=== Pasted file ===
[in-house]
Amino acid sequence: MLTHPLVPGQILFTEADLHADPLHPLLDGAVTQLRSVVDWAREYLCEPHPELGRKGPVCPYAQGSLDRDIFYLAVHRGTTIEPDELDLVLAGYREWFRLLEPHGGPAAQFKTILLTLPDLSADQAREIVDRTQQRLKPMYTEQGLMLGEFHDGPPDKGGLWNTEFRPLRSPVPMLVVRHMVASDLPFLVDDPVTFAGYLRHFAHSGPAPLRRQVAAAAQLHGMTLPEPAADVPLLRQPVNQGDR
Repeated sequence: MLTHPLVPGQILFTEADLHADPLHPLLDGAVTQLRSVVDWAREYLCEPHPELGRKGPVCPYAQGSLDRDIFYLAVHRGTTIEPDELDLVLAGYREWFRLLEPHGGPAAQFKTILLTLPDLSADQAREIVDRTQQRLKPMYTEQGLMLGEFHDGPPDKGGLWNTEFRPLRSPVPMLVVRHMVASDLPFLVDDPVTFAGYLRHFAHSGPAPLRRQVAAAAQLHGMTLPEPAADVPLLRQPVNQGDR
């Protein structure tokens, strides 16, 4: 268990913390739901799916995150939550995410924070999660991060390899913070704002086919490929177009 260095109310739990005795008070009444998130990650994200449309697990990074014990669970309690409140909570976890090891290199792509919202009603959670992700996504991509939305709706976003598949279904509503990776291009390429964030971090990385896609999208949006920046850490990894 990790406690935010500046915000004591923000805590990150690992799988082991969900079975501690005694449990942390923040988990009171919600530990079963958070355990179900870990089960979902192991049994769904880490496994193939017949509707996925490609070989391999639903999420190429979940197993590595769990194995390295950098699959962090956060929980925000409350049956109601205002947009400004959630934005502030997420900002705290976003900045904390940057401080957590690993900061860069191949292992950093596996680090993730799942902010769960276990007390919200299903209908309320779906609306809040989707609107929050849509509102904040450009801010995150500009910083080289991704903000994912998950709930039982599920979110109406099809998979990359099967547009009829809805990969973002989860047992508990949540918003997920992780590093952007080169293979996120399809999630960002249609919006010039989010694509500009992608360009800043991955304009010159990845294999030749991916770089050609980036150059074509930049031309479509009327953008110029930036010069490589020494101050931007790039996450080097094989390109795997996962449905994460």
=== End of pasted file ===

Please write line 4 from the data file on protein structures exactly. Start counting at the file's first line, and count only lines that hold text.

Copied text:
């Protein structure tokens, strides 16, 4: 268990913390739901799916995150939550995410924070999660991060390899913070704002086919490929177009 260095109310739990005795008070009444998130990650994200449309697990990074014990669970309690409140909570976890090891290199792509919202009603959670992700996504991509939305709706976003598949279904509503990776291009390429964030971090990385896609999208949006920046850490990894 990790406690935010500046915000004591923000805590990150690992799988082991969900079975501690005694449990942390923040988990009171919600530990079963958070355990179900870990089960979902192991049994769904880490496994193939017949509707996925490609070989391999639903999420190429979940197993590595769990194995390295950098699959962090956060929980925000409350049956109601205002947009400004959630934005502030997420900002705290976003900045904390940057401080957590690993900061860069191949292992950093596996680090993730799942902010769960276990007390919200299903209908309320779906609306809040989707609107929050849509509102904040450009801010995150500009910083080289991704903000994912998950709930039982599920979110109406099809998979990359099967547009009829809805990969973002989860047992508990949540918003997920992780590093952007080169293979996120399809999630960002249609919006010039989010694509500009992608360009800043991955304009010159990845294999030749991916770089050609980036150059074509930049031309479509009327953008110029930036010069490589020494101050931007790039996450080097094989390109795997996962449905994460």